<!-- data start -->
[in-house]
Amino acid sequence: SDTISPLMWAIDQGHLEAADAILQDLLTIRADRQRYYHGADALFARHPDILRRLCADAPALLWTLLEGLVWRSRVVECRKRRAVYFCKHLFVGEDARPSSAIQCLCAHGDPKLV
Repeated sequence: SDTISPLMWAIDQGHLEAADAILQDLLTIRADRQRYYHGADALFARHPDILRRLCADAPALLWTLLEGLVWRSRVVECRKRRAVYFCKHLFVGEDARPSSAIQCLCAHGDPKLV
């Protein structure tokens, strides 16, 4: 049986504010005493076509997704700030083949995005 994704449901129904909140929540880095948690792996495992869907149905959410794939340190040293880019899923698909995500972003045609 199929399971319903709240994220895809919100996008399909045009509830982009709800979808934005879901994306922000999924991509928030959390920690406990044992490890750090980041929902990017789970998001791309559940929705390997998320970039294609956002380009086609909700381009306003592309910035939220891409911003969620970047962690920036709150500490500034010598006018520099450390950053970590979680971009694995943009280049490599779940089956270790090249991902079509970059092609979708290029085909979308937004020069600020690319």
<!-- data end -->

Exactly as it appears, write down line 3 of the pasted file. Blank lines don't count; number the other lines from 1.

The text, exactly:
Repeated sequence: SDTISPLMWAIDQGHLEAADAILQDLLTIRADRQRYYHGADALFARHPDILRRLCADAPALLWTLLEGLVWRSRVVECRKRRAVYFCKHLFVGEDARPSSAIQCLCAHGDPKLV